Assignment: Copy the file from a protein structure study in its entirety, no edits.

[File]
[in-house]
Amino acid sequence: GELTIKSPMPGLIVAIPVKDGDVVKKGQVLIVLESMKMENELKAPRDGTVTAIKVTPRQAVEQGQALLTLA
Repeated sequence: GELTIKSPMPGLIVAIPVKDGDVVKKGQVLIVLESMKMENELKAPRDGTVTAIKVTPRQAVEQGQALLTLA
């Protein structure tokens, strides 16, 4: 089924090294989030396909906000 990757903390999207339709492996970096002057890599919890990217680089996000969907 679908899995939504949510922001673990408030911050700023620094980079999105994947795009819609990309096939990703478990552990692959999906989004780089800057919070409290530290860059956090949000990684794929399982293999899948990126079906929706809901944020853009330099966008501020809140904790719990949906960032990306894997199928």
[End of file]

[in-house]
Amino acid sequence: GELTIKSPMPGLIVAIPVKDGDVVKKGQVLIVLESMKMENELKAPRDGTVTAIKVTPRQAVEQGQALLTLA
Repeated sequence: GELTIKSPMPGLIVAIPVKDGDVVKKGQVLIVLESMKMENELKAPRDGTVTAIKVTPRQAVEQGQALLTLA
């Protein structure tokens, strides 16, 4: 089924090294989030396909906000 990757903390999207339709492996970096002057890599919890990217680089996000969907 679908899995939504949510922001673990408030911050700023620094980079999105994947795009819609990309096939990703478990552990692959999906989004780089800057919070409290530290860059956090949000990684794929399982293999899948990126079906929706809901944020853009330099966008501020809140904790719990949906960032990306894997199928």